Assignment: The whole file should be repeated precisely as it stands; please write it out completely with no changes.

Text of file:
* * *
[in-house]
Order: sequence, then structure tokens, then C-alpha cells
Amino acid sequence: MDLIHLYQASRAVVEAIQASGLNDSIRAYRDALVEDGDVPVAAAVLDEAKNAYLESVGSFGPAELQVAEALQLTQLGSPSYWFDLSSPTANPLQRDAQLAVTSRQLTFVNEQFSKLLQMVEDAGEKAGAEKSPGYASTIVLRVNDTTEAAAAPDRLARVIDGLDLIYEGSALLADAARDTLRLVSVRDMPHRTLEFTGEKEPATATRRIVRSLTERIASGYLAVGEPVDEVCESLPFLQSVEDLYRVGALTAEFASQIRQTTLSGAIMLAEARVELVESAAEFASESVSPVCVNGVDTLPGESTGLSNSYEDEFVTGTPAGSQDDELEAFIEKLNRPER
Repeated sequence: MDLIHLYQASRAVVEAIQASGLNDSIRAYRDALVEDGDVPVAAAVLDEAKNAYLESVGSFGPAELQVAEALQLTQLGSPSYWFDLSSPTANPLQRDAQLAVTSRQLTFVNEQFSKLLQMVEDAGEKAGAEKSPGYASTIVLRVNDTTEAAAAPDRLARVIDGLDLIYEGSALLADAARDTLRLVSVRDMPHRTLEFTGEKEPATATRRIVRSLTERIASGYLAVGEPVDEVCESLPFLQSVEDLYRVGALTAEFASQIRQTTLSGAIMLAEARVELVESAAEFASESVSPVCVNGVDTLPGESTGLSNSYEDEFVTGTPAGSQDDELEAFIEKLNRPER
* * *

[in-house]
Order: sequence, then structure tokens, then C-alpha cells
Amino acid sequence: MDLIHLYQASRAVVEAIQASGLNDSIRAYRDALVEDGDVPVAAAVLDEAKNAYLESVGSFGPAELQVAEALQLTQLGSPSYWFDLSSPTANPLQRDAQLAVTSRQLTFVNEQFSKLLQMVEDAGEKAGAEKSPGYASTIVLRVNDTTEAAAAPDRLARVIDGLDLIYEGSALLADAARDTLRLVSVRDMPHRTLEFTGEKEPATATRRIVRSLTERIASGYLAVGEPVDEVCESLPFLQSVEDLYRVGALTAEFASQIRQTTLSGAIMLAEARVELVESAAEFASESVSPVCVNGVDTLPGESTGLSNSYEDEFVTGTPAGSQDDELEAFIEKLNRPER
Repeated sequence: MDLIHLYQASRAVVEAIQASGLNDSIRAYRDALVEDGDVPVAAAVLDEAKNAYLESVGSFGPAELQVAEALQLTQLGSPSYWFDLSSPTANPLQRDAQLAVTSRQLTFVNEQFSKLLQMVEDAGEKAGAEKSPGYASTIVLRVNDTTEAAAAPDRLARVIDGLDLIYEGSALLADAARDTLRLVSVRDMPHRTLEFTGEKEPATATRRIVRSLTERIASGYLAVGEPVDEVCESLPFLQSVEDLYRVGALTAEFASQIRQTTLSGAIMLAEARVELVESAAEFASESVSPVCVNGVDTLPGESTGLSNSYEDEFVTGTPAGSQDDELEAFIEKLNRPER